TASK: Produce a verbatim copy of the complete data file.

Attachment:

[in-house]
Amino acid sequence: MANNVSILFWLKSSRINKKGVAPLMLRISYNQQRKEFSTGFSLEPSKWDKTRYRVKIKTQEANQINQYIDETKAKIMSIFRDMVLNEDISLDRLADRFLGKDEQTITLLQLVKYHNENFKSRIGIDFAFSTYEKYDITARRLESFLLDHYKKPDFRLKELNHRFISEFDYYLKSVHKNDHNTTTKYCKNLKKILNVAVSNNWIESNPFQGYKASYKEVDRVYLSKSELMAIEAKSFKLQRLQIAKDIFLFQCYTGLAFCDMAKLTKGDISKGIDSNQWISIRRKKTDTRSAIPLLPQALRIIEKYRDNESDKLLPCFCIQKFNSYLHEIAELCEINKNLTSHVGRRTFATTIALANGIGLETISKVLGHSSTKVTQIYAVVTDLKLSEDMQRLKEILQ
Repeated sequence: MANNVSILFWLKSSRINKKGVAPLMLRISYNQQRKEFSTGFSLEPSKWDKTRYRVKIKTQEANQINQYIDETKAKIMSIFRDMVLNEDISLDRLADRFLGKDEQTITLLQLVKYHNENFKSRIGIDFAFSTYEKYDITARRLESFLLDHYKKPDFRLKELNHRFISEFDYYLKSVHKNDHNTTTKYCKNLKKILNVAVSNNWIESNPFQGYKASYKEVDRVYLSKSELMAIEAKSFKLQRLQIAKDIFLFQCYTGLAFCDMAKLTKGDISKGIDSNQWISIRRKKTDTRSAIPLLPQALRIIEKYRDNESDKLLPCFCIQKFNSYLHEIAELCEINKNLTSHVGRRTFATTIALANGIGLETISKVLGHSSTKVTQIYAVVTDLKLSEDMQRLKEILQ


[in-house]
Amino acid sequence: MANNVSILFWLKSSRINKKGVAPLMLRISYNQQRKEFSTGFSLEPSKWDKTRYRVKIKTQEANQINQYIDETKAKIMSIFRDMVLNEDISLDRLADRFLGKDEQTITLLQLVKYHNENFKSRIGIDFAFSTYEKYDITARRLESFLLDHYKKPDFRLKELNHRFISEFDYYLKSVHKNDHNTTTKYCKNLKKILNVAVSNNWIESNPFQGYKASYKEVDRVYLSKSELMAIEAKSFKLQRLQIAKDIFLFQCYTGLAFCDMAKLTKGDISKGIDSNQWISIRRKKTDTRSAIPLLPQALRIIEKYRDNESDKLLPCFCIQKFNSYLHEIAELCEINKNLTSHVGRRTFATTIALANGIGLETISKVLGHSSTKVTQIYAVVTDLKLSEDMQRLKEILQ
Repeated sequence: MANNVSILFWLKSSRINKKGVAPLMLRISYNQQRKEFSTGFSLEPSKWDKTRYRVKIKTQEANQINQYIDETKAKIMSIFRDMVLNEDISLDRLADRFLGKDEQTITLLQLVKYHNENFKSRIGIDFAFSTYEKYDITARRLESFLLDHYKKPDFRLKELNHRFISEFDYYLKSVHKNDHNTTTKYCKNLKKILNVAVSNNWIESNPFQGYKASYKEVDRVYLSKSELMAIEAKSFKLQRLQIAKDIFLFQCYTGLAFCDMAKLTKGDISKGIDSNQWISIRRKKTDTRSAIPLLPQALRIIEKYRDNESDKLLPCFCIQKFNSYLHEIAELCEINKNLTSHVGRRTFATTIALANGIGLETISKVLGHSSTKVTQIYAVVTDLKLSEDMQRLKEILQ